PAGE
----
- A woman must have an ultrasound before she is allowed to have an abortion (Kalantry, 2017).
The above requirements and many others are seen to limit the ability of women to have access to quality abortion services. The strength of the policy is in the fact that it limits cases of abortion to instances when it is medically necessary. It eliminates abortion on demand in the state. However, its weakness is that it discourages the services even when one genuinely needs them. The new policy will have a significant impact on women, especially those below 25 years who do not understand how to use contraceptives. It will also affect clinicians who offer these services.
Abortion on demand has faced heavy criticism over the years since the Supreme Court’s ruling on Roe v. Wade in 1973. A section of the society feels that it encourages irresponsible sexual behavior as women are assured of proper medical services fully funded by the state whenever they abortion services. They fail to realize that they endanger their lives as they can acquire other sexually transmitted diseases (STIs) that may affect the quality of their lives.
On the other hand, it is unfair to deny a woman who has been raped or one whose life is in danger of access to abortion services. As such, it is necessary for the state of Florida to have alternative policies that can enable it to achieve the desired objectives. Alternative policies which are elaborate, non-discriminatory, and unambiguous are needed to address this issue. The state should have policies that require proper justification whenever every woman goes to a clinic for abortion services. Other than cases of incest, rape, and when a mother’s life is in danger, there should also be a policy that considers the age of the expectant mother.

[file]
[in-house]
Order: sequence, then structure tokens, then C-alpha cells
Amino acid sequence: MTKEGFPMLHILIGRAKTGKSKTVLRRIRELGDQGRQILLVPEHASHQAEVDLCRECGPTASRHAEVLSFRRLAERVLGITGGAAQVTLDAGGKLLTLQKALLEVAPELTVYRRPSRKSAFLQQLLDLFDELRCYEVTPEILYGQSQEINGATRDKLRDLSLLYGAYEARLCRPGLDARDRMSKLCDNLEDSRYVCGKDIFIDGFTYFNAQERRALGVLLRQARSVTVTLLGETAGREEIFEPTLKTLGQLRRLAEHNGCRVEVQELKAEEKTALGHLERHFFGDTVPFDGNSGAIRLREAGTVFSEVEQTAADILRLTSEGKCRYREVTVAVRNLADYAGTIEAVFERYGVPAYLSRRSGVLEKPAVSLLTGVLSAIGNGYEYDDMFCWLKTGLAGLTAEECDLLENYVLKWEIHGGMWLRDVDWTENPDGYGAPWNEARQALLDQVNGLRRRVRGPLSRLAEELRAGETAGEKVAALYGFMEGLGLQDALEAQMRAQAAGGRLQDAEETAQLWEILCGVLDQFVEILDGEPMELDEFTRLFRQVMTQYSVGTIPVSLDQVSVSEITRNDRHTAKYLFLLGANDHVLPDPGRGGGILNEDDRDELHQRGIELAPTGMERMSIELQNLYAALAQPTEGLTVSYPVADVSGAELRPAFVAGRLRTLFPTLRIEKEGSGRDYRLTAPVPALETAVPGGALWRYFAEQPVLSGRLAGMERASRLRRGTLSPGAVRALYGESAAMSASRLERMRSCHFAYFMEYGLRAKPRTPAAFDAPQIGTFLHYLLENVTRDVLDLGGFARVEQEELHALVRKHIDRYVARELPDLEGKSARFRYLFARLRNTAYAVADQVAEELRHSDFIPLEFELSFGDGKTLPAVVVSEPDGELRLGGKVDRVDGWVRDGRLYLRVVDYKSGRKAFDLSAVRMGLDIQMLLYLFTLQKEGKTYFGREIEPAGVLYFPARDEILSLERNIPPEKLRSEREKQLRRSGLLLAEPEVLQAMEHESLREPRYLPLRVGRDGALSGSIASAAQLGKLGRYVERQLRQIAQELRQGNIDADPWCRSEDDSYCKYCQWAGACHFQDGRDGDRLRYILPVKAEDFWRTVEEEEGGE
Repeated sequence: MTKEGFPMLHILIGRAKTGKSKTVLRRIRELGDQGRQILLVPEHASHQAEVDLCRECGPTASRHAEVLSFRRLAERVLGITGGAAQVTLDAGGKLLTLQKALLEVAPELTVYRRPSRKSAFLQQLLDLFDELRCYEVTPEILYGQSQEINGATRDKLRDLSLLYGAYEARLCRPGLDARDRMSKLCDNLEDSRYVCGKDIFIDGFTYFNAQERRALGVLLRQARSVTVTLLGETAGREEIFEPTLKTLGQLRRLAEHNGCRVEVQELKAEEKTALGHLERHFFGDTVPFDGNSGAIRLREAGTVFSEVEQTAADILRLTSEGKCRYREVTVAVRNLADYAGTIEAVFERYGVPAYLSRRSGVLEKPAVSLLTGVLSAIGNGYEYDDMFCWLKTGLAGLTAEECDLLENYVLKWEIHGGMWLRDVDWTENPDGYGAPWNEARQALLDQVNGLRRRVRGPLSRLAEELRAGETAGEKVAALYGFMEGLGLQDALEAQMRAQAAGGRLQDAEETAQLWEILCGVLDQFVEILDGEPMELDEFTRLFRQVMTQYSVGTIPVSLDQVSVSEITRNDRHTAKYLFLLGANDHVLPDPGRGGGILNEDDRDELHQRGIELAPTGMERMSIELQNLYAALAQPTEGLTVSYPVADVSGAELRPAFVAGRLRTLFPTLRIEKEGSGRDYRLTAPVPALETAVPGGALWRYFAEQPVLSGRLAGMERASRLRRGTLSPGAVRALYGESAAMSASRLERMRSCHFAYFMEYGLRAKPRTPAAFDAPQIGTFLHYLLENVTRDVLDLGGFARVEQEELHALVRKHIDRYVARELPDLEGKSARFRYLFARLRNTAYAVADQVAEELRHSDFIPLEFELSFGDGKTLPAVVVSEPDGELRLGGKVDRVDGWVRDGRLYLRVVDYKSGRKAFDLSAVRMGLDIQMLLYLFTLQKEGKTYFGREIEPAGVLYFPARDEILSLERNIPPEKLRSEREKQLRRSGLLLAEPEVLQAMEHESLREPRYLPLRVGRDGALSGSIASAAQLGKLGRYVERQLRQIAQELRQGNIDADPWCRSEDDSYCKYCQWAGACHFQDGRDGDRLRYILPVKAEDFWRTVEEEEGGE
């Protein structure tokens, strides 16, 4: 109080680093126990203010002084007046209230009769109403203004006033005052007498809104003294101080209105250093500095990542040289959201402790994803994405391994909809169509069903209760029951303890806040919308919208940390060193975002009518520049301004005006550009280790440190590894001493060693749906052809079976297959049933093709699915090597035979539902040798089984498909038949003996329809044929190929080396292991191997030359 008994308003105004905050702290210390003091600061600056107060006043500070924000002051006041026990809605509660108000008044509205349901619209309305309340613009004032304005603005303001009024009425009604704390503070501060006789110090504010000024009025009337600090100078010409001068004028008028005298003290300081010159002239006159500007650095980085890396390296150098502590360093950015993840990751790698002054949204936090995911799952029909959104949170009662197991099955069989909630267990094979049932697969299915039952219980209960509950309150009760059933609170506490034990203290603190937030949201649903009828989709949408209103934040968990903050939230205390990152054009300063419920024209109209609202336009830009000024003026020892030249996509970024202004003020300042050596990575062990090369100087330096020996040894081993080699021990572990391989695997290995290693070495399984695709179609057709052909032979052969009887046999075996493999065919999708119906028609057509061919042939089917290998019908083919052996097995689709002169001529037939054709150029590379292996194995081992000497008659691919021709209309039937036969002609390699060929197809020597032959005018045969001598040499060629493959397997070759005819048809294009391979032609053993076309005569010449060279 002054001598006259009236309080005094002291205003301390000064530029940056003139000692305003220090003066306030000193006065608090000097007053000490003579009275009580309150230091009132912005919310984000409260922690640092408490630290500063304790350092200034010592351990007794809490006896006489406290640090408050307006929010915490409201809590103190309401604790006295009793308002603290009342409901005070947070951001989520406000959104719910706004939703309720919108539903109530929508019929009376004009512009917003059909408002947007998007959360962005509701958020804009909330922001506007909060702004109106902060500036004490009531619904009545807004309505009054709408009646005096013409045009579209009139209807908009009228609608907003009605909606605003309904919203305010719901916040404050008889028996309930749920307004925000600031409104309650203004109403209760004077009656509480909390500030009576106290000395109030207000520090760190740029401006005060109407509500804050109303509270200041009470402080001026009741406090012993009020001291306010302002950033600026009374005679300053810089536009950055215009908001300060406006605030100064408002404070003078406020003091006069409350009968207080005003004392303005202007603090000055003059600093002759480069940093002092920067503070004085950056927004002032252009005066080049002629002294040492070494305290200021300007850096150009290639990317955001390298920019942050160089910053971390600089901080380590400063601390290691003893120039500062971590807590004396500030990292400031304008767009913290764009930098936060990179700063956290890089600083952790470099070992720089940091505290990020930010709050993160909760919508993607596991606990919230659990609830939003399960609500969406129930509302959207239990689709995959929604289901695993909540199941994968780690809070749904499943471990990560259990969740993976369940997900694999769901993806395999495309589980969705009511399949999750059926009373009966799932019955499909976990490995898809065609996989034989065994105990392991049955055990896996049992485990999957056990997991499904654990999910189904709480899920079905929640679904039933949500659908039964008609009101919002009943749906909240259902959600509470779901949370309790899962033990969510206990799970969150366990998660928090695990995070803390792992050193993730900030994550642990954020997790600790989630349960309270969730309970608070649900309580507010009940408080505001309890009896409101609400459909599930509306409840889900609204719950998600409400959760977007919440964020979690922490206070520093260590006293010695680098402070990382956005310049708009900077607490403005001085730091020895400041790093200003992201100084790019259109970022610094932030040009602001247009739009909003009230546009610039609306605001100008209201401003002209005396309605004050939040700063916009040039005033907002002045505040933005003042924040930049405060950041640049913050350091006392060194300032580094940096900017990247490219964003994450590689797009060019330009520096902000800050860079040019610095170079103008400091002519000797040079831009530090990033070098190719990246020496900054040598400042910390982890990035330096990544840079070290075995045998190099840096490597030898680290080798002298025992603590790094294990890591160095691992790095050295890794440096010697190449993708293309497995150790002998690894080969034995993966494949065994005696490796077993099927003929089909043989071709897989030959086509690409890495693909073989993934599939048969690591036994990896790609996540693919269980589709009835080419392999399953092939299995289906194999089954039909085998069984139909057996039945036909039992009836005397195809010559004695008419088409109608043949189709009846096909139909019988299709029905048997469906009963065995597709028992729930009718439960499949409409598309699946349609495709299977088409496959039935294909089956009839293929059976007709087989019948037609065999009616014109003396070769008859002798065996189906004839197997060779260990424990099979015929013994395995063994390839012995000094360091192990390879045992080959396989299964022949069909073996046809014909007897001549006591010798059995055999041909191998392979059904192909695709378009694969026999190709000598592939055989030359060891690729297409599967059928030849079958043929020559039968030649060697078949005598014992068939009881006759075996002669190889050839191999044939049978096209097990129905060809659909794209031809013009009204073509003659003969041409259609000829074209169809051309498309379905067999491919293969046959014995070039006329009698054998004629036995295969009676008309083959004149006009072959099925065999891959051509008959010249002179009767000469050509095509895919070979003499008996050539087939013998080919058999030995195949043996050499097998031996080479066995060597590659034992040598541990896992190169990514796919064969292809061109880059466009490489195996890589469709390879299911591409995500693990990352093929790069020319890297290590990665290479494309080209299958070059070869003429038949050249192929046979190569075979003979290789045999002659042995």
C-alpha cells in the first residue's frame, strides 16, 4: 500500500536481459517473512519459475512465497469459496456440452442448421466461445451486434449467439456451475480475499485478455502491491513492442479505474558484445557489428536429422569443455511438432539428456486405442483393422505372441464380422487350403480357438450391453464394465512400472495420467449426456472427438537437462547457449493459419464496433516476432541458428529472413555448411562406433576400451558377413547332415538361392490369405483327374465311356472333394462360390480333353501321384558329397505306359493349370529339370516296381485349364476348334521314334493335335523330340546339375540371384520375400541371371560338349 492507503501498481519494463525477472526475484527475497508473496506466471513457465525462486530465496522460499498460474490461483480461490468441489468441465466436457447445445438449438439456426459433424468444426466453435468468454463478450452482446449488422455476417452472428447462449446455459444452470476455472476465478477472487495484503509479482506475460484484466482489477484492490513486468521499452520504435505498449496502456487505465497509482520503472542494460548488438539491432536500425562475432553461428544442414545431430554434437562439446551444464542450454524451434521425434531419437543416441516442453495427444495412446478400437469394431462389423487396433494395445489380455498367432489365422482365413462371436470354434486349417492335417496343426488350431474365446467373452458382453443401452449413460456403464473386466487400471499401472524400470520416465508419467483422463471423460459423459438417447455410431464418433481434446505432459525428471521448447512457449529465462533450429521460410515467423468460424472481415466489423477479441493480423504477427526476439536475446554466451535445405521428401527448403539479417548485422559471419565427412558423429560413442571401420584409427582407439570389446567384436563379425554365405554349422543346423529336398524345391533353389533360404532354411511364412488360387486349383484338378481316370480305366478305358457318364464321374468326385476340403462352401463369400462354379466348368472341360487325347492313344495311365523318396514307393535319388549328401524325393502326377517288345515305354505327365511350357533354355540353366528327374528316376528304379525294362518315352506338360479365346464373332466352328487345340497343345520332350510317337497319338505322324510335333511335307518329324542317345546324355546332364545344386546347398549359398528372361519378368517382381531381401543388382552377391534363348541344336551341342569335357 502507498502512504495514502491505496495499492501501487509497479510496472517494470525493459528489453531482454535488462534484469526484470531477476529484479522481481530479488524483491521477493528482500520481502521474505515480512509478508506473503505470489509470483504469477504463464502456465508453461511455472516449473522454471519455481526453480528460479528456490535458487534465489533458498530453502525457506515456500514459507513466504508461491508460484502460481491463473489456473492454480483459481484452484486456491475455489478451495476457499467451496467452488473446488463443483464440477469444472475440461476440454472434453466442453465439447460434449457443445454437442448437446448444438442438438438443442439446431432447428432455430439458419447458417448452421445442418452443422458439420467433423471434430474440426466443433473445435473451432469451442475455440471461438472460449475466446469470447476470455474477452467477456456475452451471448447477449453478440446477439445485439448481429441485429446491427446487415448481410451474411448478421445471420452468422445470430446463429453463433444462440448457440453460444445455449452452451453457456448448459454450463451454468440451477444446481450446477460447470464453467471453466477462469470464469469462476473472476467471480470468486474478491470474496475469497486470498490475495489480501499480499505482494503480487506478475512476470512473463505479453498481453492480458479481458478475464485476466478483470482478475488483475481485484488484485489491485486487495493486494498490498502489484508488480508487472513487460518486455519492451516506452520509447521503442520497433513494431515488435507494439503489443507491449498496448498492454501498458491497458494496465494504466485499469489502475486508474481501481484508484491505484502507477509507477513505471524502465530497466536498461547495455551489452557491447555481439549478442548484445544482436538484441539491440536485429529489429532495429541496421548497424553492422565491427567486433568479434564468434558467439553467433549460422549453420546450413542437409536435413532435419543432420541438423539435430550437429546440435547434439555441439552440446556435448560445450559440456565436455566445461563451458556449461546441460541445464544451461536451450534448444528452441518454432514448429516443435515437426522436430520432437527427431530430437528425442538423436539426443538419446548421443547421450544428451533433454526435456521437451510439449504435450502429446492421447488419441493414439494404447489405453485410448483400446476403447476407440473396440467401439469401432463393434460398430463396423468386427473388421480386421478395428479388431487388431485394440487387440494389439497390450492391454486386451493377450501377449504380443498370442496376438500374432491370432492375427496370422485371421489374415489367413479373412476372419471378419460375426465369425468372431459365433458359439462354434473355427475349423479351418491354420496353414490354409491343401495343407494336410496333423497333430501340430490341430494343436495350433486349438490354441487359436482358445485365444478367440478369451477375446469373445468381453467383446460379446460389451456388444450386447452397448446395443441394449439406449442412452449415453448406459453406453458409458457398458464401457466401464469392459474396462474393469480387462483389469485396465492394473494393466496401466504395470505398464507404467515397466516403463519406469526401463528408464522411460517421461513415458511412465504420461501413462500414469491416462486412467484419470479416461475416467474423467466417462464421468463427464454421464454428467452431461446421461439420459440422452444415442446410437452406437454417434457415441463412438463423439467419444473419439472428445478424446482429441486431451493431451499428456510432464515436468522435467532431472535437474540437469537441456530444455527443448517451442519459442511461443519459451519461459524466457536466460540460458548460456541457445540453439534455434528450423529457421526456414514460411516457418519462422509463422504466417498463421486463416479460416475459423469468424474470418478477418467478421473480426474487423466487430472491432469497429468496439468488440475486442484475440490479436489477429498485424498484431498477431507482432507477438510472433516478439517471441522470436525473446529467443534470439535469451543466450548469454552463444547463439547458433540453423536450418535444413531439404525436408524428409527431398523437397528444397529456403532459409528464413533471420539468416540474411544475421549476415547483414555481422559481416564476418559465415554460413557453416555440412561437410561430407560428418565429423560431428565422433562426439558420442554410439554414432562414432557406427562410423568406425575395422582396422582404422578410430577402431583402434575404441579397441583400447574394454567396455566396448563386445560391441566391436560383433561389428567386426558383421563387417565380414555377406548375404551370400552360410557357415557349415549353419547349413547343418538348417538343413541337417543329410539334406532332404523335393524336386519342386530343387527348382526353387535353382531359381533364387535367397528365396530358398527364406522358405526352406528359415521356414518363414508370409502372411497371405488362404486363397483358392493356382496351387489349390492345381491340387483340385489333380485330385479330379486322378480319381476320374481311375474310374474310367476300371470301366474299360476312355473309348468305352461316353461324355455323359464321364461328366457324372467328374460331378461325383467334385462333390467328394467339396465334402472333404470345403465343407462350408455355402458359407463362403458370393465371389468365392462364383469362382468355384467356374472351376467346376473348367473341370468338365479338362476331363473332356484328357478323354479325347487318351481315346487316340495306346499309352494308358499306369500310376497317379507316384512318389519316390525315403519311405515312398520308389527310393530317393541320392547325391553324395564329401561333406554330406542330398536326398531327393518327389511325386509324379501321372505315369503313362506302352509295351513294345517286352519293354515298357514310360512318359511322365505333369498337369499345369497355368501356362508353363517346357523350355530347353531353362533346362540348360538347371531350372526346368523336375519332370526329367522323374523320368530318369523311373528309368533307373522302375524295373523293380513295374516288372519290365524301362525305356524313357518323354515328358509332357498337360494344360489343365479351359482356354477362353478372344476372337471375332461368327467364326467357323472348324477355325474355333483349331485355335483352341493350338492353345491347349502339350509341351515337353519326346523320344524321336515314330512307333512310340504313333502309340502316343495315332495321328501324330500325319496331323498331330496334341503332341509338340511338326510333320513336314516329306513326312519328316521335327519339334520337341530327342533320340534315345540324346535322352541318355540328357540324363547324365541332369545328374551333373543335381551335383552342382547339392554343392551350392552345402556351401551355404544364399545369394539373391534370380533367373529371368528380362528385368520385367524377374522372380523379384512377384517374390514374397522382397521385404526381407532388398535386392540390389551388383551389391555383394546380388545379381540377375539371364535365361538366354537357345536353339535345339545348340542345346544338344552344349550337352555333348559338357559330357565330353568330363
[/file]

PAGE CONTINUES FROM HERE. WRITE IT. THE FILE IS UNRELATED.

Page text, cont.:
In selecting the best policy, priority should be placed on protecting life and the future of the mother. It will be unfair to force a 12-year old girl to carry a pregnancy to term. That is why the alternative that also takes into consideration the age of the mother- besides other requirements mentioned above- is the most appropriate. It will have a positive impact on the affected population. It will also eliminate the fear most healthcare institutions have when offering these services. In this new policy, the trade-off will be that abortion that lacks medical and socio-economic justification will be less accessible in Florida. On the other hand, numerous requirements, such as the need for ultrasound or waiting for a specified period will be eliminated.
Based on the analysis, the best alternative is for the state of Florida to restrict access to state-funded abortion on demand and instead offer the services to those with proper medical and social justification. A pregnancy that endangers the life of the mother should be eliminated as soon as possible. A woman who becomes pregnant because of rape or cases of incest should also be allowed to make the choice of having an abortion or not. A girl who is too young to reasonably become a mother (13 year old or younger) should also be allowed to have access to these services. On the other hand, a mature woman who gets pregnant because of personal choices should not be allowed to use state resources in case she needs the abortion services. That is the justification for the new law.
The best strategy to implement is to have a law that will have an elaborate requirement for those seeking abortion services, unless a clinician is dealing with an emergency. The law should require abortion clinics to determine whether each case meets the threshold set. In cases of rape, a document must be presented confirming the same. A clinic should then compile a report in each case that will be verified by the authorities to determine the authenticity of the claims.